Investigations of the relationship between CEC and LDL-apheresis have had mixed results. Studies of homozygous and heterozygous FH revealed no change in CEC after apheresis.33,35 Another cohort of individuals with FH and familial hyperlipidemia showed a reduction in SR-B1-mediated and aqueous diffusion-mediated efflux immediately after apheresis, although this reduction was transient and recovered within 2 days after apheresis.34 However, ABCA1-mediated CEC was immediately and persistently reduced at the 2-day measurement. Studies of this cohort also revealed that macrophage cholesterol-loading capacity was lower immediately and 2 days after apheresis than prior to apheresis. In contrast, a study including FH individuals with the LDLR gene defect found decreased CEC in whole plasma (-15%) without affecting the intrinsic function of HDL particles to mediate cholesterol efflux or delivery of cholesteryl ester to hepatic cells.36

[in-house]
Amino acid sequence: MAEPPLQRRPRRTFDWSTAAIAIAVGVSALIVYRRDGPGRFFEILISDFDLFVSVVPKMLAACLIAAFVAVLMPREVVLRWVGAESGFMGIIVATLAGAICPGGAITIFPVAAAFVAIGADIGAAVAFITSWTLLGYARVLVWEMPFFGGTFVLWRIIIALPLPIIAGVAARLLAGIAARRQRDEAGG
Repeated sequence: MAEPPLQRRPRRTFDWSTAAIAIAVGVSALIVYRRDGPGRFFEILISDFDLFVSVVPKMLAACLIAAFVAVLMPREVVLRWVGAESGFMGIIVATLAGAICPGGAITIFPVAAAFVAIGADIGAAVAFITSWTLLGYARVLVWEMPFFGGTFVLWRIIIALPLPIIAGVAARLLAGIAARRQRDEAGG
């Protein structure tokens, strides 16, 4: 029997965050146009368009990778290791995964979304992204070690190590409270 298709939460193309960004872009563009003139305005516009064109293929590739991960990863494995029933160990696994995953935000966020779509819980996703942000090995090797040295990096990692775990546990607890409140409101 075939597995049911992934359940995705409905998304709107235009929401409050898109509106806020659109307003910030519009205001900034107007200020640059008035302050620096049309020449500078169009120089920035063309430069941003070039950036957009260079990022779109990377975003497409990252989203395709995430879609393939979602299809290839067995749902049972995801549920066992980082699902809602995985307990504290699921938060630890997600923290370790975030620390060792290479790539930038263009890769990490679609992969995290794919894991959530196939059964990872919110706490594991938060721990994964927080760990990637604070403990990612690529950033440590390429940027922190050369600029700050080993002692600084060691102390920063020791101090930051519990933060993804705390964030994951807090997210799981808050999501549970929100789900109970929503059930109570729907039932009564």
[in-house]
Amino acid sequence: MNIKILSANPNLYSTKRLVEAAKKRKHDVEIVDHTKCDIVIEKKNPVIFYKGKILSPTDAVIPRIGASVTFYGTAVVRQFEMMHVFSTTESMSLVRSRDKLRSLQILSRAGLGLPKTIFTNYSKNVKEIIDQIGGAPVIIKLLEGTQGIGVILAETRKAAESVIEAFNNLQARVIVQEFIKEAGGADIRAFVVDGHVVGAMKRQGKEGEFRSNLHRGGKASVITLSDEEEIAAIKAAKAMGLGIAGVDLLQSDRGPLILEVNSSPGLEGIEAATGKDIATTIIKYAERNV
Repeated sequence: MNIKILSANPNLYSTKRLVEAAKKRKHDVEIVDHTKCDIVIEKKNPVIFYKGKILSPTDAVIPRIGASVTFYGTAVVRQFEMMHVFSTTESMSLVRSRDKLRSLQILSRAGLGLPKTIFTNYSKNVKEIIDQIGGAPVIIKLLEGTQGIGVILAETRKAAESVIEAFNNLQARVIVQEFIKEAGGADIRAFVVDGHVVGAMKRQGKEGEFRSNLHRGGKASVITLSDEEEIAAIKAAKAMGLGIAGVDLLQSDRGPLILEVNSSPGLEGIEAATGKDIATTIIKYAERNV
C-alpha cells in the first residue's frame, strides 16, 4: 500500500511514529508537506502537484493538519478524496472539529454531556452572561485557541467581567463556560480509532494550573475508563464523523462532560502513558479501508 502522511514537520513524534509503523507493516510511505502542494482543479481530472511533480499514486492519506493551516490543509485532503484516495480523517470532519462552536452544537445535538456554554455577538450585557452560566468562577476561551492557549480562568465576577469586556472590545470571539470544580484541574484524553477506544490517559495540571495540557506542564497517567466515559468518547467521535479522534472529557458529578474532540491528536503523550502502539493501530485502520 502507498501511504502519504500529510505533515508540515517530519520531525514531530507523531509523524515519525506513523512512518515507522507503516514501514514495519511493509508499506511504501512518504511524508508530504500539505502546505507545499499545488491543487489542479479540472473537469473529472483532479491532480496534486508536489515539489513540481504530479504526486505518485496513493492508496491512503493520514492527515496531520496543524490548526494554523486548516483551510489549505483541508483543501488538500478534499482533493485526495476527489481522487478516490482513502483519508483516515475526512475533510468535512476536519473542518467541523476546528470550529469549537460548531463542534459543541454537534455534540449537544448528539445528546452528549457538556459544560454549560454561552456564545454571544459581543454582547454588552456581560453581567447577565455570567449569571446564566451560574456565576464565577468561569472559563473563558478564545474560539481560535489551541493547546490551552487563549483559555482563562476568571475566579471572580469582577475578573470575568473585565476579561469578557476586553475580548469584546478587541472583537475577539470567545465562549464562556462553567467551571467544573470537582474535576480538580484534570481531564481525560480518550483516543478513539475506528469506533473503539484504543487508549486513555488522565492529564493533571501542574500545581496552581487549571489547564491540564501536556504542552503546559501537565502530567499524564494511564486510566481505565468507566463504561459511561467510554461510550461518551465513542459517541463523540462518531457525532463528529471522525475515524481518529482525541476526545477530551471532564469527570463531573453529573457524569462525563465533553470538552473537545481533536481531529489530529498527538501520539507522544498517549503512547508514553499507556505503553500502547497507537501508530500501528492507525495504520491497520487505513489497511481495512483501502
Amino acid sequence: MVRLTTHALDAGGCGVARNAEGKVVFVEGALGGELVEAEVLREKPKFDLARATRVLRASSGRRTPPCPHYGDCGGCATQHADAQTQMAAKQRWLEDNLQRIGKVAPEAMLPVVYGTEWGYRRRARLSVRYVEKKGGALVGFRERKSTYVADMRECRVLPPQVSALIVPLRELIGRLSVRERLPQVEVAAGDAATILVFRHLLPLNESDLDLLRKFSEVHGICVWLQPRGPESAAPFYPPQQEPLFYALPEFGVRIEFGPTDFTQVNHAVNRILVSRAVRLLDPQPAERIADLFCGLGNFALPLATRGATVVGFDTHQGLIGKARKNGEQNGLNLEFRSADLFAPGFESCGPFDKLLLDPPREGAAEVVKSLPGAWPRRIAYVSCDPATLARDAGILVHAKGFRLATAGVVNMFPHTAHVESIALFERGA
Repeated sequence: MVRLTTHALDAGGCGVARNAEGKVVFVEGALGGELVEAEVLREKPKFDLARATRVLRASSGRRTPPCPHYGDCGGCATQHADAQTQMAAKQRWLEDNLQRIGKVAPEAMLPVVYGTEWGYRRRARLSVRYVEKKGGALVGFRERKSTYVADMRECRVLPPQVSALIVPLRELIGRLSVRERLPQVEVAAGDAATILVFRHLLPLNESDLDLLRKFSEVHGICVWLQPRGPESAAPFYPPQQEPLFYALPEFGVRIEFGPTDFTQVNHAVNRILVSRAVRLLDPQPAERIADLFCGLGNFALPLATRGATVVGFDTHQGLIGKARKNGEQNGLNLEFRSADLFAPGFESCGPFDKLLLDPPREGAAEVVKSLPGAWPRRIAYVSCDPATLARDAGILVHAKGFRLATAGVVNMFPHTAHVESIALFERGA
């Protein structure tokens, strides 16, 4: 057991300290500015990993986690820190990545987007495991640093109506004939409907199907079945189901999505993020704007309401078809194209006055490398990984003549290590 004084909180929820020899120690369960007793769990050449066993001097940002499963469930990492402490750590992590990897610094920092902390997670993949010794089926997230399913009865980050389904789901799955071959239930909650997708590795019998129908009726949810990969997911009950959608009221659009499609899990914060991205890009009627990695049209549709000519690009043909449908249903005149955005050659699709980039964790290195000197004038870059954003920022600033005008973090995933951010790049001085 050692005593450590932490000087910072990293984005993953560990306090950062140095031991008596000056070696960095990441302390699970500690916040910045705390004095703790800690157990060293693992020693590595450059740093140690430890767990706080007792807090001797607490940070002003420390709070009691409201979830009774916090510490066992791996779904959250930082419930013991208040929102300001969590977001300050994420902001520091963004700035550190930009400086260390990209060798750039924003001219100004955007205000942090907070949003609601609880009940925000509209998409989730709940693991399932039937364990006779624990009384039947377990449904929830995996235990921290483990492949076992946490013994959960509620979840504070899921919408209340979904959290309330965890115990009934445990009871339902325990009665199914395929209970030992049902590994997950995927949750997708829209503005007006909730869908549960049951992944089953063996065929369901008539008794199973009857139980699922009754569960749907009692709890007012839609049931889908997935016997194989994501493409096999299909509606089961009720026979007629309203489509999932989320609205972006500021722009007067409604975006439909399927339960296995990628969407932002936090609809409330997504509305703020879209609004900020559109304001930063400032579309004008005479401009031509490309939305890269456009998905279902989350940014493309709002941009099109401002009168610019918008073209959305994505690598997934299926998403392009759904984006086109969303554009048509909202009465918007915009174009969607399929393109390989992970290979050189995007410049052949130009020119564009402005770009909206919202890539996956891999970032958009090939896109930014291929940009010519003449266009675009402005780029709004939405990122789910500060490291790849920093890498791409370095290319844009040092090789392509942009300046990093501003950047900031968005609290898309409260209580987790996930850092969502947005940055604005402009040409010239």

Novel Therapeutics

Current therapies that affect HDL-C levels—specifically niacin, fibrates, estrogen, and CETP inhibitors—have had limited efficacy in improving CVD outcomes. Recent observational studies suggesting that functions related to RCT may better predict CVD events have focused on the development of novel therapies that directly interrogate some aspect of RCT. Most of these therapeutic developments have centered on the primary role of apolipoprotein AI in the structure and function of HDL particles and the impact on RCT promotion and atherosclerosis prevention.